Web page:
The United States and Canada are the world’s largest trading partners, sharing a longstanding and mutually beneficial trade relationship. The furniture industry is a shining example of this special relationship, as the United States is one of Canada’s most significant
sources of furniture and furnishing products. Recessionary pressures, compounded by a high Canadian dollar, saw Canada’s total furniture imports decrease in 2009. However, the United States remains Canada’s largest supplier of furniture and as the economy recovers, industry analysts expect the international trade of furniture to grow, creating valuable potential opportunities for U.S. manufacturers.
This report will analyze the furniture market and its sub-sectors, and highlight opportunities available to U.S. furniture companies. This report also contains data on market size, market trends, cross-border trade statistics, best prospects, market demand, market entry
requirements, export opportunities, trade shows, and other industry resources.
The Canadian Furniture Industry is comprised of household furniture including mattresses (37%), office and institutional furniture (44%), wooden kitchen cabinets and counter tops, (16%) and blinds and shades (3%). The Furniture Industry is made up of a number of subsectors: furniture and related product manufacturing (NAICS 337), household and institutional furniture (NAICS 3371), institutional furniture manufacturing (NAICS 3377), office furniture (NAICS 3372), and other furniture related to product manufacturing (NAICS 3379).
Products included in NAICS 337 are wooden furniture, metal furniture, contract furniture, office furniture, household furniture, kitchen furniture, upholstered furniture (sofas and armchairs), living room furniture, dining room furniture, non-upholstered seats (chairs), bedroom furniture, beds, wardrobes, outdoor furniture, ready-to-assemble furniture, seat parts, parts of furniture, sawn wood, wood-based panels, plywood, veneer sheets, particle board panels, fiberboard panels, MDF (medium density fiberboard), and woodworking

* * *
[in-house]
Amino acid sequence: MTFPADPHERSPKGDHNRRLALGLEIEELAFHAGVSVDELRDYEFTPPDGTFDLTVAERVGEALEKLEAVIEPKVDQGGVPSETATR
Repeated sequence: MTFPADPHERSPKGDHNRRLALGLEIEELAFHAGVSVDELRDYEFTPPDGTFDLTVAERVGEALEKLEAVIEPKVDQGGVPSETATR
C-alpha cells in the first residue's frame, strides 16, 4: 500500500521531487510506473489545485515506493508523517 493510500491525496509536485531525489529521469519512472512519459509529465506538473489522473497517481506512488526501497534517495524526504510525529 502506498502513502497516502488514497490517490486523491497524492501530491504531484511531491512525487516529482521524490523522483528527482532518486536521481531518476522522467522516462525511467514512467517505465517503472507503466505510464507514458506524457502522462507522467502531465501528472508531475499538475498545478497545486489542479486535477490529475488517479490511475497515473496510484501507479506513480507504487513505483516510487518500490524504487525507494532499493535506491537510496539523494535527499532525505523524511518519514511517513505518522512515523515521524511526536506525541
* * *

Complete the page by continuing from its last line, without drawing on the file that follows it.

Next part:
In light of the economic downturn in 2009, Canada’s furniture exports also declined in 2009. According to the latest figures from Statistics Canada, total exports in furniture and related product-manufacturing (NAICS 337) for 2009 was $2.9 billion, 36% less than 2008’s $4.5
billion. Canada became a net importer of furniture in 2008 and continued to be in 2009.
Canadian furniture-industry shipments to retailers in the United States also continued to decrease in 2009, falling 27% from the previous year. The main factors for this are the growth of Chinese furniture manufacturing, the strong Canadian dollar, and the weakening
of the U.S. dollar.
The chief partner in office furniture trading with the United States is Canada, receiving about 50% of American office furniture exports. In 2000, Canada was the largest exporter of office furniture to the United States, with 62% of the export market. This figure has decreased to about 40% in 2009, with China’s furniture exports swelling to approximately 40% in 2009, from less than 13% in 2000.
The Chinese furniture-manufacturing industry is rapidly becoming one of the largest in the world, and it has affected Canadian furniture exports, as well as imports. While this growth has benefitted Canadian timber producers, it has increased competition in the furniture market.
For the Canadian domestic market, the economic recovery is revitalizing furniture sales, according to Jean François Michaud, CEO of The Canadian Home Furnishing Market (TCHFM). However, it is apparent that consumers are still more cautious and less impulsive
with their purchases following a recession. Canadian consumers today seek a balance between a product’s quality, price and added value.